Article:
• Household formation 380k in yr leading up to 3Q vs L-T “normal” increase of 1.1m
  • No increase over past yr in young adults moving out of parents homes or getting jobs is “most worrying”
  • Vacant homes still pose “problem” for recovery
  • 53% of vacant homes were held off mkt in 3Q, highest share since before bubble
  • 10.2% of all housing units are vacant, unchanged y/y, higher than pre-bubble level of 8.9% in 3Q 2001

 Furthermore, Sober Look also noted:

"While the US housing market remains relatively robust, it is likely to face a couple of headwinds going forward. One is the lower affordability index, which is declining due to higher prices and higher mortgage rates (see discussion). On a year-over-year basis the declines have been quite steep."


The Federal Reserve has consistently been noting the strength of the housing recovery as evidence of a recovering economy.  Those hopes are likely to fade in the months ahead as household formation lags, millennials remain on parent's couches and affordability declines.

3) Seeds Are Sown For The Next Financial Crisis

Represent Us Blog

After the crash in 2008, Congress leapt into action to pass legislation, which has yet to be fully written, to make sure the financial shenanigans of Wall Street were never repeated.  Unfortunately, that was then, and this is now. 

"A new law written by Citigroup lobbyists (we couldn’t make this stuff up if we tried) exempts derivatives trading from regulation, and was passed this week by the House of Representatives with broad bipartisan support.


It sounds bad… but don’t worry, it gets much, much worse:


The New York Times reports that 70 of the 85 lines in the new House bill were literally written by Citigroup lobbyists (Citigroup was one of the mega-banks that brought our economy to its knees in 2008 and received billions in taxpayer money.)


The same report also revealed “two crucial paragraphs…were copied nearly word for word.” You can even view the original documents and see how Citigroup’s lobbyists redrafted the House Bill, striking out ideas they didn’t like and replacing them with ones they did.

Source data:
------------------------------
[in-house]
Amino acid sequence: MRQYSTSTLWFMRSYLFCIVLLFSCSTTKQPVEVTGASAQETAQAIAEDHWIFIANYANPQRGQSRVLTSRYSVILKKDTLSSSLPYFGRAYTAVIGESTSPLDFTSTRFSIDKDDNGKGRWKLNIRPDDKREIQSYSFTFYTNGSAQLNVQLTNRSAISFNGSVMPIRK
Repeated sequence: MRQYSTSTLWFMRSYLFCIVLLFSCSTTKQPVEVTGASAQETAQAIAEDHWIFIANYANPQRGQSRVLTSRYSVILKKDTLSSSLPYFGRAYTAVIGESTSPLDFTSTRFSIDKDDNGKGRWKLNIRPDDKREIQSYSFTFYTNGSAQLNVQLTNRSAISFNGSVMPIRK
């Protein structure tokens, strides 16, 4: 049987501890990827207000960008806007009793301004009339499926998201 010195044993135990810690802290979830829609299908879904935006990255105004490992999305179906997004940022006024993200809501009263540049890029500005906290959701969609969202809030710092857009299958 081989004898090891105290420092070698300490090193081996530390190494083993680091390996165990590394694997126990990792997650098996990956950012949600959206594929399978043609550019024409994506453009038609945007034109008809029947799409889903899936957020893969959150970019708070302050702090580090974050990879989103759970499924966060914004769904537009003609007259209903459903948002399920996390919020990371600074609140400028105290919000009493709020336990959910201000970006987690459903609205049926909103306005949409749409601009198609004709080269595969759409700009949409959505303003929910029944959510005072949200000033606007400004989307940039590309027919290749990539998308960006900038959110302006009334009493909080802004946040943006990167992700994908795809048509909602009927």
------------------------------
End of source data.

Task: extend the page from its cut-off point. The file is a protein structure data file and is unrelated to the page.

The bills are sponsored by Randy Hultgren (R – IL), and co-sponsored by Rep. Jim Himes (D-CT) and others. Himes is a former Goldman Sachs executive, and chief fundraiser for the Democratic Congressional Campaign Committee.


Maplight reports that the financial industry is the top source of campaign funding for 6 of the bills’ 8 cosponsors.


Maplight’s data shows that members of the House received $22,425,740 million from interest groups that support the bill — that’s 5.8 times more than it received from interest groups opposed.


“House aides, when asked why Democrats would vote for this proposal even though the Obama administration opposes it, offered a political explanation. Republicans have enough votes to pass it themselves, so vulnerable House Democrats might as well join them, and collect industry money for their campaigns.” — New York Times

4) Valuations And Future Returns

by Mebane Faber

I have discussed the importance of valuations on future returns many times in the past, however, Mebane Faber did an excellent job recently noting that if you are still heavy U.S. equities it may be a good time to reevaluate.


5) Budget Deficit Reduction Only Temporary

In my post on Q3-2013 GDP, I pointed out that the reduction in the budget deficit was due to a temporary anomaly in tax receipts.  I stated:

"The reality is that the surge in tax revenues was a direct result of the "fiscal cliff" at the end of 2012 as companies rushed to pay out special dividends and bonuses ahead of what was perceived to a fiscal disaster.  The large surge in incomes was primarily generated at the upper end of the income brackets where individuals were impacted by higher tax rates.  Those taxes were then paid in April and October of 2013 and accounted for the bulk of the surge in tax revenue to date.  Also, it is important to remember that payroll taxes also increased due to the expiration of the payroll tax cut from 2010."